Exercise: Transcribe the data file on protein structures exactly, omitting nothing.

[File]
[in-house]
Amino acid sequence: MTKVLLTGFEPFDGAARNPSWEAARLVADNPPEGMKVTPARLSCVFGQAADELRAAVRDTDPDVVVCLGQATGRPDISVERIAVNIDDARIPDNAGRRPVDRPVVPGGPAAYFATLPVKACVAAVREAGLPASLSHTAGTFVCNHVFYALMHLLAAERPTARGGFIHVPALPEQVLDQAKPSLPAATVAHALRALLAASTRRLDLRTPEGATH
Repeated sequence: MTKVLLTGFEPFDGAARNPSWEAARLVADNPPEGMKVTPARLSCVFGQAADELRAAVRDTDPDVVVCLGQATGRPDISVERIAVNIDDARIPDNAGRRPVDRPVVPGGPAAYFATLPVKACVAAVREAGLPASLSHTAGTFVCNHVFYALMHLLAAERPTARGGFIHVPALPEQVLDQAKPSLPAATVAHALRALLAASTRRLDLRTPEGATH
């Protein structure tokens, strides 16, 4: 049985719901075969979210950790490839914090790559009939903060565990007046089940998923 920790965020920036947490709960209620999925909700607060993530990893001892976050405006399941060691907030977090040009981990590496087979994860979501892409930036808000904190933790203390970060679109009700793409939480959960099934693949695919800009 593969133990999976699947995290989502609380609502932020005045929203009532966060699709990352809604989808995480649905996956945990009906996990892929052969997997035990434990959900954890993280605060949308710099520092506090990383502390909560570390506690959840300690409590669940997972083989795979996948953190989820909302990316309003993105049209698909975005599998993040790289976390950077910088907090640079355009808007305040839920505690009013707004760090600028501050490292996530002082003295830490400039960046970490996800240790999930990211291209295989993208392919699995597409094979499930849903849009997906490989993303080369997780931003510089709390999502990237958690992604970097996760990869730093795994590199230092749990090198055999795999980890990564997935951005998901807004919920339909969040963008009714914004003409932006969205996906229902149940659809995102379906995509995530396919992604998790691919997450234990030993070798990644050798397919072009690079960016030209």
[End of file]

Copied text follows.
[in-house]
Amino acid sequence: MTKVLLTGFEPFDGAARNPSWEAARLVADNPPEGMKVTPARLSCVFGQAADELRAAVRDTDPDVVVCLGQATGRPDISVERIAVNIDDARIPDNAGRRPVDRPVVPGGPAAYFATLPVKACVAAVREAGLPASLSHTAGTFVCNHVFYALMHLLAAERPTARGGFIHVPALPEQVLDQAKPSLPAATVAHALRALLAASTRRLDLRTPEGATH
Repeated sequence: MTKVLLTGFEPFDGAARNPSWEAARLVADNPPEGMKVTPARLSCVFGQAADELRAAVRDTDPDVVVCLGQATGRPDISVERIAVNIDDARIPDNAGRRPVDRPVVPGGPAAYFATLPVKACVAAVREAGLPASLSHTAGTFVCNHVFYALMHLLAAERPTARGGFIHVPALPEQVLDQAKPSLPAATVAHALRALLAASTRRLDLRTPEGATH
């Protein structure tokens, strides 16, 4: 049985719901075969979210950790490839914090790559009939903060565990007046089940998923 920790965020920036947490709960209620999925909700607060993530990893001892976050405006399941060691907030977090040009981990590496087979994860979501892409930036808000904190933790203390970060679109009700793409939480959960099934693949695919800009 593969133990999976699947995290989502609380609502932020005045929203009532966060699709990352809604989808995480649905996956945990009906996990892929052969997997035990434990959900954890993280605060949308710099520092506090990383502390909560570390506690959840300690409590669940997972083989795979996948953190989820909302990316309003993105049209698909975005599998993040790289976390950077910088907090640079355009808007305040839920505690009013707004760090600028501050490292996530002082003295830490400039960046970490996800240790999930990211291209295989993208392919699995597409094979499930849903849009997906490989993303080369997780931003510089709390999502990237958690992604970097996760990869730093795994590199230092749990090198055999795999980890990564997935951005998901807004919920339909969040963008009714914004003409932006969205996906229902149940659809995102379906995509995530396919992604998790691919997450234990030993070798990644050798397919072009690079960016030209």